I hope that you’re able to spend every moment cherishing your daughter and your family. I hope that you can find peace through this horrible storm and that you can find solace as life goes on. And know that there are a lot of us that may never personally know you but are grieving with you.

    Thank you for sharing your story with us.

  9. Rebecca is one strong little girl who doesn’t deserve to be going through this!! I’m so sorry for what you all go through on a daily basis. I hope a miricle comes her way soon. Stay strong!

  10. Thank you for sharing with us. She is so brave and strong.

  11. I am so sorry, so endlessly sad for you and your lovely girl and your family. I will pray for peace and ease as you live this nightmare.

  12. Again, you share with us what truly matters. We live NOW. We should never, ever forget that, yet as adults we tend to lose our way. My sincere thanks to Rebecca for this lesson and to you for sharing it on this blog.

  13. My heart aches for you and your family, my old friend.

  14. Thank you. I needed that story. And tell Rebecca some guy named Doug thanks her too.

  15. Thank you for sharing the last two posts. As difficult as they were to read, the emotion expressed was powerful, honest and vital. My hope is that you gain as much strength from writing these as I do from reading them.

    When your journey started, I thought I knew how you felt. I tried to be supportive and provide a ‘been there, done that’ attitude of calm and strength. Now I know just how very wrong I was. My daughter, although seriously impaired by a TBI, is still with us and will be. Rebecca’s time is much, much more limited. Please forgive my arrogance.

    You’ve done such an amazing job of parenting through all this. Even when you think you’re just barely managing to, it looks for all the world that you’re an expert in such things. I think the kind of love you have for Rebecca is what makes this possible—you have and would do anything required to help her.

    Thank you for sharing your story. I look forward to reading more posts when you’re feeling able. If there’s anything I can do to help you and your family, you need only tell me and I’ll do my best to make it happen if it’s possible.

    om mani padme hum
    om tare tuttare ture svaha


  16. I don’t know you. Today was the first time I have read your blog. I knew nothing of your family or the trials you are enduring. What I read today broke my heart for you and your wonderful family.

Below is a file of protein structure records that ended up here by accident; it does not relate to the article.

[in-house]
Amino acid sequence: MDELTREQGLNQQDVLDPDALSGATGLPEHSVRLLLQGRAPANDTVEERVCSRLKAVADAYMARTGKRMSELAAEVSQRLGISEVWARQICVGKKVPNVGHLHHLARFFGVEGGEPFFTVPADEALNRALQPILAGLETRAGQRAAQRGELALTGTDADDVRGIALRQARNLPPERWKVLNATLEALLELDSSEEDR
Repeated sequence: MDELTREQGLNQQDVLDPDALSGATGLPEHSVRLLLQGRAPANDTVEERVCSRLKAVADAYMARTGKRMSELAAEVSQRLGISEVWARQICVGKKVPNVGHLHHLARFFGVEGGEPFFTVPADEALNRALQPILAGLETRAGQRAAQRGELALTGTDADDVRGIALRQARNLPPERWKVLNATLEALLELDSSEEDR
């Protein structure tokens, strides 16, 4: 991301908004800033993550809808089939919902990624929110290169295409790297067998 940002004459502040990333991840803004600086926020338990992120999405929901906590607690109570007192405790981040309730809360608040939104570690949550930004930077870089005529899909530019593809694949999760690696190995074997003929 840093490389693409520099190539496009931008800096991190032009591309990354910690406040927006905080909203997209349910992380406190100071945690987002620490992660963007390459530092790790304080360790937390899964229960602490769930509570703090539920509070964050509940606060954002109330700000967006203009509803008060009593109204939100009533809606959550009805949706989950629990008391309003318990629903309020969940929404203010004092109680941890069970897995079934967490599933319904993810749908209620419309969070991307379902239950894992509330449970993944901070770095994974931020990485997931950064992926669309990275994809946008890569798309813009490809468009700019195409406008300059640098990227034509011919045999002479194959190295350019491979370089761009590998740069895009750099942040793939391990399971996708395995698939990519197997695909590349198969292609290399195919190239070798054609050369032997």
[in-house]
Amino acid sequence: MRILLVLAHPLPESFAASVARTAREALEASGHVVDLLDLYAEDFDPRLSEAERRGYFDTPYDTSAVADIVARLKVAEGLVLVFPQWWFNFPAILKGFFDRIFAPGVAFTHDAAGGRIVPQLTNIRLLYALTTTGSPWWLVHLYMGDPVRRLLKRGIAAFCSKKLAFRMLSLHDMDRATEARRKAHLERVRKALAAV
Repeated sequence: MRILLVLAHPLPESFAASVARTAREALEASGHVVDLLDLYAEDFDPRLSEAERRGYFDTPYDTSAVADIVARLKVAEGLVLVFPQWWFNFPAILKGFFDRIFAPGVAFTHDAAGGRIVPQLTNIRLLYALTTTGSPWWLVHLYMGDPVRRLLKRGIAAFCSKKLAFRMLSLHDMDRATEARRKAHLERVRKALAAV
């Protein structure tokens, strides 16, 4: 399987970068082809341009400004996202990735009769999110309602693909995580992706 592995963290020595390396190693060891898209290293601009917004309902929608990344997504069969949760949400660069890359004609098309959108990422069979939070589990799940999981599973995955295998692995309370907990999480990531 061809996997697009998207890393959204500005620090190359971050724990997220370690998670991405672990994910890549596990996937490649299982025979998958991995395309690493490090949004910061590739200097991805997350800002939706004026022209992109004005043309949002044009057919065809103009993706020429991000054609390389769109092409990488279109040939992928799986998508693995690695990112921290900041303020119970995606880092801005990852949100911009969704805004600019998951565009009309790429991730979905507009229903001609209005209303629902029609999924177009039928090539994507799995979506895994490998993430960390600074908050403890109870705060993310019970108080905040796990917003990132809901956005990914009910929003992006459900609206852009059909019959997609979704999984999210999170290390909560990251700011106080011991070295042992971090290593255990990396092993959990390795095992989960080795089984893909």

I wish I could sympathize with you and the pain you are dealing with, but I suspect nobody that hasn’t dealt with having to tell their daughter that they might be dying could even begin to imagine what that is like.

    As helpless as it is, know that you all are in my thoughts and prayers. The coming months will be the most challenging of your life. My own daughter Grace will be joining me in praying for the both of you. Regardless of your religious preference, we are reaching out with love for you all.

  17. I read of your family through a shared link from Rabbis Phyllis and Michael Sommer. Michael was my best friend when were were Superman Sammy’s age. I ache for you, and simply write to thank you for your profound courage and wisdom in sharing this awful news. I have three beautiful children, and will never, ever take a moment of their precious lives for granted. I hope for peace for you and your daughter, and love enough to keep breathing one day at a time.

  18. Eric,
    today would be my mother’s birthday had she not died of cancer. I am so sorry for you and your family and I absolutely admire all of your family and strong brave Rebecca for your love which seems to outlive even the threat of death.
    Be God with your daughter and your whole family.

  19. Quite some time ago I learnt CSS through your books. This morning I have been here in front of your post for quite some time weeping and trying to find words that could help or give a little comfort.

    Thank you for sharing these posts about your beautiful family.
    I too want to reach out with love for you all.

  20. Thank you, Eric, for sharing. Each post is difficult to read, but I am still full of hope for you and your family. Love and peace, brother.

  21. Pingback ::

    This breaks my heart | Portal of Delusion

    […] “The Truth” by Eric Meyer “The Evening” by Eric Meyer […]

  22. Eric

    I only knew you through the web and technology. From the last few of your blogs about Rebecca is so heartbreaking and fills eyes with tears everytime I go through it.

    If I being an unknown to your family is feeling so, I can’t scope what’s going on with you and your family. I wish GOD doesn’t give such an punishment to any father or parents.

    I pray to GOD for your family and Rebecca, and hope if with slightest of something my prayer has, some miracle should let this brave, little, strong angel give more strength to fight and prolong her life.